F. v F. (Judicial Separation)

JurisdictionIreland
CourtSupreme Court
Judgment Date30 November 1995
Docket Number[S.C. No. 377 of 1993]
Date30 November 1995
F. v. F. (Judicial Separation)
In the matter of the Judicial Separation and Family Law Reform Act, 1989, and in the matter of a consultative case stated pursuant to s. 16 of the Courts of Justice Act, 1947: F.
Applicant
and
F.
Respondent
[S.C. No. 377 of 1993]

Supreme Court

Family law - Judicial separation - Res judicata - Whether ruled settlement of earlier proceedings for divorce a mensa et thoro a bar to institution of later proceedings for order of judicial separation - Consultative case stated - Courts of Justice Act, 1947 (No. 20), s. 16 - Family Law (Maintenance of Spouses and Children) Act, 1976 (No. 11), ss. 5 and 27 - Family Law (Protection of Spouses and Children) Act, 1981 (No. 21), s. 2 - Judicial Separation and Family Law Reform Act, 1989 (No. 6), s. 2, sub-s. 1 (f), s. 8, sub-ss. 1 and 2, ss. 9, 37, and 43.

Practice and procedure - Res judicata - Abuse of process - Family law - Earlier proceedings for divorce a mensa et thoro followed by proceedings for order of judicial separation - Whether application barred by compromise of earlier proceedings.

The applicant instituted Circuit Court proceedings against the respondent in 1986 seeking a divorce a mensa et thoro and a barring order under s. 2 of the Family Law (Protection of Spouses and Children) Act, 1981. On the 2nd June, 1987, by consent of the parties, the proceedings were settled and stayed with liberty to apply to the court. It was agreed, inter alia, that the respondent would remain away from the family residence and that both parties would not molest or interfere with each other. The court made an order of the same date in the following terms:—

"The Court doth order on consent:

1. That all proceedings be stayed on the terms of the said consent.

2. Liberty to apply."

In 1992 the applicant purported to institute new proceedings against the respondent seeking a judicial separation under s. 2, sub-s. 1 (f) of the Judicial Separation and Family Law Reform Act, 1989 ("the Act of 1989"), and ancillary relief under s. 3, namely, a permanent exclusion order, a property adjustment order, and an order extinguishing the succession rights of the respondent to the applicant's estate. The respondent objected in point of law to the applicant's claim by reason of the existence of the earlier consent and court order of 1987. The Circuit Court Judge referred the following question to the Supreme Court, by way of consultative case stated, pursuant to s. 16 of the Courts of Justice Act, 1947:—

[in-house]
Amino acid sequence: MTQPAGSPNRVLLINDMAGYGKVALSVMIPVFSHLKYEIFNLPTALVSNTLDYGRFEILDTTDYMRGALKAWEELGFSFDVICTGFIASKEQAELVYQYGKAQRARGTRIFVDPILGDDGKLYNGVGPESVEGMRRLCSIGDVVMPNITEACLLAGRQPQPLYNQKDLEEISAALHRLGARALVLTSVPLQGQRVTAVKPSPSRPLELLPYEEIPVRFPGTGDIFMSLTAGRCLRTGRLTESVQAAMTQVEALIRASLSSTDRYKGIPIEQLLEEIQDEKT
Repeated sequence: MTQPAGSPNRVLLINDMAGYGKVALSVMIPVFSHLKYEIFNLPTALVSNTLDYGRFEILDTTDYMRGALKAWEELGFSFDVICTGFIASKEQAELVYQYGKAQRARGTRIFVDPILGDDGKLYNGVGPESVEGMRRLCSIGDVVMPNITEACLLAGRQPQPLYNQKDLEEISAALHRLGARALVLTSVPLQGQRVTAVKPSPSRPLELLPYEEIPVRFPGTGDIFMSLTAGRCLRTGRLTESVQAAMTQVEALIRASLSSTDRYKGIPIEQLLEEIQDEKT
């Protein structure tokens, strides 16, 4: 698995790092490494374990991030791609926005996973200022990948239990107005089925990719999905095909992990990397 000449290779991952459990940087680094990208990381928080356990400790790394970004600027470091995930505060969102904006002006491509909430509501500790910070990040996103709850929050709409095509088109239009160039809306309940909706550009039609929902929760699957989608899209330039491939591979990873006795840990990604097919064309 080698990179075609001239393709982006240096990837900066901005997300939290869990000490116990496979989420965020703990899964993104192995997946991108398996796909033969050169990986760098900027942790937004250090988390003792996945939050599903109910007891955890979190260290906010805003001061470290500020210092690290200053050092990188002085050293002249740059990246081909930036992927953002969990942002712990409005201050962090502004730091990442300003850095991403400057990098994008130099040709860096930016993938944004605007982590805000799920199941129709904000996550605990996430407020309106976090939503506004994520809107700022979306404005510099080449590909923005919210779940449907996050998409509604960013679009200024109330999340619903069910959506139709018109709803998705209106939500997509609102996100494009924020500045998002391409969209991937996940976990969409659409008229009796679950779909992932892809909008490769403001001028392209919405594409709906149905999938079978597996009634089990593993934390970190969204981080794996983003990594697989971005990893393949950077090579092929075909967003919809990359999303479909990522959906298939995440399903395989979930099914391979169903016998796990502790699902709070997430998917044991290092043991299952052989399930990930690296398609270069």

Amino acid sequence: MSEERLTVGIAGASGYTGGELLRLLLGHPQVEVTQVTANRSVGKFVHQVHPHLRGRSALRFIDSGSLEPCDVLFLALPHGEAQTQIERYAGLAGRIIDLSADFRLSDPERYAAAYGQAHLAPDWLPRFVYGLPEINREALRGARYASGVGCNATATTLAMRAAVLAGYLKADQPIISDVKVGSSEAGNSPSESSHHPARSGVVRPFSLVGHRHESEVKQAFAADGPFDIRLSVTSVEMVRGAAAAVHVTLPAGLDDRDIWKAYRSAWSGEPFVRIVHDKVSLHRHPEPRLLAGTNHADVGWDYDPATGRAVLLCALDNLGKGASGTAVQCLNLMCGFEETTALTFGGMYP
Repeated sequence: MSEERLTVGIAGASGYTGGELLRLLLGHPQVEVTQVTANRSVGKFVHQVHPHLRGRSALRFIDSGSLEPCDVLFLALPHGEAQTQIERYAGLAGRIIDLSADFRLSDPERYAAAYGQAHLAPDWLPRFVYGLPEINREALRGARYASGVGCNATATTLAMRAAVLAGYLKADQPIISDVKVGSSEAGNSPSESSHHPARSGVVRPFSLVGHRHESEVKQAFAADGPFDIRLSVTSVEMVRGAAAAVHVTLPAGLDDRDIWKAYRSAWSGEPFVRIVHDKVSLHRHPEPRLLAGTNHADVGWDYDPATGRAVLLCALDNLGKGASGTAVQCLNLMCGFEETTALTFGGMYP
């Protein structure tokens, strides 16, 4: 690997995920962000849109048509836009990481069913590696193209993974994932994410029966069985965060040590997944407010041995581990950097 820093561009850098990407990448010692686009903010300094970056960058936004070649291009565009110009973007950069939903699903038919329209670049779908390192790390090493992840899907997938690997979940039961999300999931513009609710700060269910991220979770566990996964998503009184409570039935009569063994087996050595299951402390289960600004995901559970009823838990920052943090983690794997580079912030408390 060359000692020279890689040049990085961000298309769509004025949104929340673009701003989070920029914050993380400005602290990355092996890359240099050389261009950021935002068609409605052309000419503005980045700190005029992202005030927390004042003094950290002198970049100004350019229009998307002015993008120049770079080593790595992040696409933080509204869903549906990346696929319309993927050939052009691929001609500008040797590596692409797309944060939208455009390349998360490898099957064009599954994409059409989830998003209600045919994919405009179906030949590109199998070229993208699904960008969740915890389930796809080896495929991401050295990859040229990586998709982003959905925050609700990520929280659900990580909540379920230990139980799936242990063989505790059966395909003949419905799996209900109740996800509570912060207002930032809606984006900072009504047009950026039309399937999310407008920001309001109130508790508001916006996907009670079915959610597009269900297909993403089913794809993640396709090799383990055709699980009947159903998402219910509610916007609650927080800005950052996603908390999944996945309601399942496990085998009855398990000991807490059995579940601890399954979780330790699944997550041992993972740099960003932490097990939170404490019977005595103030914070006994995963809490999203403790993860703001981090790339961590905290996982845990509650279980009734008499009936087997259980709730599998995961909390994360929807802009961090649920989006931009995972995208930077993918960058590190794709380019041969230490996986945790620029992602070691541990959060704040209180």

"Is the applicant entitled to effectively disregard the earlier proceedings and liberty to apply therein and bring the second set of proceedings seeking the relief claimed?"

Held by the Supreme Court (Hamilton C.J., O'Flaherty, Egan, Blayney and Denham JJ; Hamilton C.J. dissenting), in answering the question in the negative, 1, that the earlier proceedings for a divorce a mensa et thoro precluded the institution of separate proceedings for judicial separation under the Act of 1989, given that both causes of action were the same in all but name, and that the issue of marital cohabitation had been resolved in the earlier proceedings in accordance with the terms of consent agreed between the parties and relied upon by the court.

Courtney v. Courtney [1923] 2 I.R. 31 and K v. K.[1988] I.R. 161 applied. D. v. D. (Unreported, Supreme Court, 8th May, 1978) distinguished.

Per curiam: The actions of divorce a mensa et thoro and of judicial separation both concern the reciprocal marital right and duty of cohabitation; neither action alters the status of the married couple.

2. (Hamilton C.J. dissenting): That the Court would not support a form of proceeding where the primary relief was being pursued simply as a means towards obtaining the benefit of ancillary relief.

3. (Hamilton C.J. dissenting): That the respondent should not be obliged to face a second action which sought exactly the same relief as the first, albeit under a different name.

Cases referred to in this report:—

Courtney v. Courtney [1923] 2 I.R. 31; (1923) 57 I.L.T.R. 42.

D. v. D. (Unreported, High Court, Doyle J., 21st July, 1977); (Unreported, Supreme Court, 8th May, 1978).

Green v. Rozen [1955] 1 W.L.R. 741; [1955] 2 All E.R. 797.

K v. K. [1988] I.R. 161.

In re McLoughlin's Application [1963] I.R. 465.